The most significant piece of evidence offered by Plaintiffs in opposition to the instant motion is the affidavit of Terry Henry, former Executive Assistant to Defendant Lehman. (Henry Aff., Plaintiffs' Exhibit F.) Henry avers that in March or April of 1991 he was approached by an OIG investigator who was inquiring into potential noncompliance by PIHS with a DOC contract. He states that the investigator indicated that he wanted to "get Hoffman" and appeared to have animosity toward Hoffman. (Id. at ¶¶ 7-11.) Henry also asserts that Defendant Lehman made efforts to cause the publication of "negative news stories about PIHS." (Id. at ¶ 15.) Finally, Henry states that he overheard a meeting between Defendants Young, Chief Counsel to DOC, Reid, Executive Deputy Commissioner of DOC, and Schulman, the Inspector General's Deputy Inspector in charge of the investigation into Powell's death. The meeting allegedly occurred on or before the date of PIHS' debarment *516 hearing, which was conducted by Reid. Henry claims that Schulman instructed Reid regarding how to conduct the hearing, and directed that the outcome of the hearing be adverse to PIHS. (Id. at ¶¶ 18-22.)
The court cannot conclude based upon the record so far developed that there are no genuine issues of material fact regarding whether Defendants are entitled to qualified immunity. The court's view is influenced by the fact that a considerable amount of discovery remains to be completed. Accordingly, Defendants' motion for summary judgment with respect to Plaintiffs' substantive due process claim will be denied.
2. Equal Protection
In view of the fact that discovery will go forward on Plaintiffs' substantive due process claim the court will not reach the equal protection claim. The reason the court suspended discovery pending disposition of the qualified immunity issue was to ensure that the state was not unnecessarily subject to burdensome and costly discovery. Since the substantive due process and equal protection claims implicate considerably overlapping factual issues, and discovery on the due process claim will proceed, there is no longer an efficiency justification for entertaining Defendants' summary judgment motion on an incomplete record.
B. Claim Preclusion and Issue Preclusion
Defendants argue that Plaintiffs are precluded from pursuing their § 1983 claim in federal court by both issue and claim preclusion. They maintain that Plaintiffs unsuccessfully raised identical substantive due process and equal protection claims in an action already decided in the Pennsylvania state courts. (See Defendants' Exhibit 16 at ¶¶ 76-87.)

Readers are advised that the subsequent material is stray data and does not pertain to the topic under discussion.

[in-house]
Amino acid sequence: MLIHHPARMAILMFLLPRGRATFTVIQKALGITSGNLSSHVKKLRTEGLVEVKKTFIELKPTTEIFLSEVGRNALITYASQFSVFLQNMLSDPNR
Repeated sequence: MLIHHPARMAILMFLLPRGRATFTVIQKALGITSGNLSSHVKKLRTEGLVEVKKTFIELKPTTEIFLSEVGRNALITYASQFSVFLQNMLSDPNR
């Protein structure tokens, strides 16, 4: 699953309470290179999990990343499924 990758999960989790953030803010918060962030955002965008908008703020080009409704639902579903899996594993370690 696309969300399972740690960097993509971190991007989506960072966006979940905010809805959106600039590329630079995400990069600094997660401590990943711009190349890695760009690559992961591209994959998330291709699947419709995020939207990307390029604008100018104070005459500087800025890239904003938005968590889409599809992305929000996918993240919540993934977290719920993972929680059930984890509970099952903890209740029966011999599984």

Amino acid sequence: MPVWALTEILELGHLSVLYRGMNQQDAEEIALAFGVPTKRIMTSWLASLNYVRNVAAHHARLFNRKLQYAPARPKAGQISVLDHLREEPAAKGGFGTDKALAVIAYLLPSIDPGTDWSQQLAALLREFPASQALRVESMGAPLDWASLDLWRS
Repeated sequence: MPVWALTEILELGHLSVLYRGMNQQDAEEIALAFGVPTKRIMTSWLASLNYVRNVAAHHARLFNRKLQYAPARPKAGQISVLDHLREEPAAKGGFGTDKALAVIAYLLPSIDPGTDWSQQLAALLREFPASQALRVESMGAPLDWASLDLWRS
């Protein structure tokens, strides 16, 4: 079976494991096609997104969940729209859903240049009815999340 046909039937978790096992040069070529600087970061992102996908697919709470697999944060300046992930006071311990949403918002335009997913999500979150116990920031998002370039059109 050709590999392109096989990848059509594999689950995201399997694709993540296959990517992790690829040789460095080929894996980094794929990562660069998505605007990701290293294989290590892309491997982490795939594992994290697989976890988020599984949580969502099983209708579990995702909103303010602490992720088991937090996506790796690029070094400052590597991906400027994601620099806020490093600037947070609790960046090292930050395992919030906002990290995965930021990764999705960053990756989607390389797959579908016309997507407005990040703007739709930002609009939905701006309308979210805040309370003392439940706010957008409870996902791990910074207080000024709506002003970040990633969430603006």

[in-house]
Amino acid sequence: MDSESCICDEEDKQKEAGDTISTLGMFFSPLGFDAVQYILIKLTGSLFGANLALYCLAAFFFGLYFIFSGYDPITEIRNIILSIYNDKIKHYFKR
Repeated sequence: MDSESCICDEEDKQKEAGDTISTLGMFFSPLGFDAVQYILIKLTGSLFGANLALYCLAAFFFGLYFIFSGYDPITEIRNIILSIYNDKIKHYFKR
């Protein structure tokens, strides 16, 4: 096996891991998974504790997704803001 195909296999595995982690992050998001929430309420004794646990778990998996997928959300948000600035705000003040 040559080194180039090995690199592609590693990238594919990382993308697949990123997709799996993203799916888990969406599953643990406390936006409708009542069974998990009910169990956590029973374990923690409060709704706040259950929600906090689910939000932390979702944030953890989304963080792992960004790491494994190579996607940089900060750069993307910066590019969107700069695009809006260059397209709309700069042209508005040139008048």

In Edmundson v. Borough of Kennett Square, 4 F.3d 186, 188 (3d Cir.1993), the Third Circuit defined issue and claim preclusion as follows:
Issue preclusion, otherwise known as collateral estoppel, bars relitigation of an issue identical to that in a prior action. Claim preclusion, often called res judicata, is broader in effect and prohibits reexamination not only of matters actually decided in the prior case, but also those that the parties might have, but did not, assert in that action.
In the state proceeding relied upon by Defendants, the Commonwealth Court characterized the issue before it as follows:
In this equity action addressed to our original jurisdiction, we are asked to decide whether, prior to an administrative hearing, we should (1) declare that a management directive of the Secretaries of Budget and General Services is unconstitutional on its face because of violation of due process principles set forth in Lyness v. State Board of Medicine, 529 Pa. 535, 605 A.2d 1204 (1992); and (2) enjoin further administrative hearings.
(Defendants' Exhibit 25 at 1308.) In Lyness, the Pennsylvania Supreme Court held that a physician's procedural due process rights under the state Constitution were violated when his license to practice medicine was revoked by an administrative board in which prosecutorial and adjudicative functions were commingled. 605 A.2d at 1210-11. Consistently with the Commonwealth Court's statement of the issue before it, the decision nowhere discusses or even alludes to substantive due process or equal protection claims under the United States Constitution. It is evident that the claims presently before this court were not litigated and decided on the merits in the state court action relied upon by Defendants. Accordingly, Defendants' preclusion defenses must be rejected.
C. Plaintiffs' Failure To File A Statement Of Material Facts
Under Local Rule 7.4, the party filing a summary judgment motion must submit a separate statement of material facts, in numbered paragraphs, as to which it contends there is no genuine issue to be tried. The *517 rule further requires that the party opposing the motion file a statement of material facts responding to the numbered paragraphs in the movant's statement. Finally, Rule 7.4 provides that the material facts in the moving party's statement are deemed admitted if not specifically denied by the nonmoving party.
In the present case, Defendants filed a statement of material facts and Plaintiffs did not. Defendants argue that their statement therefore should be deemed admitted. While the court agrees that Plaintiffs have failed to comply with the Local Rules, it declines to deem Defendants' statement admitted. The court is especially influenced by the fact that, in an exercise of its discretion and over Plaintiffs' objections, the court permitted Defendants to file the instant motion in the midst of discovery. The court has also concluded that the motion fails on the merits. In light of these circumstances, it would seem to the court unfair to enter summary judgment for Defendants, which would follow from deeming their statement admitted, on the basis of this procedural failure.
The court has determined, based upon the record so far developed, that Defendants are not entitled to summary judgment on the ground of qualified immunity with respect to Plaintiffs' substantive due process claim. The court will defer ruling on Defendants' motion as to Plaintiffs' equal protection claim. The court has also concluded that neither claim nor issue preclusion present a bar to this action. An appropriate order will be issued.NOTES
 Because the prior state court proceeding did not address issues relevant to this action, this court did not discuss Defendants' claim that the state proceeding somehow supports their assertion of qualified immunity.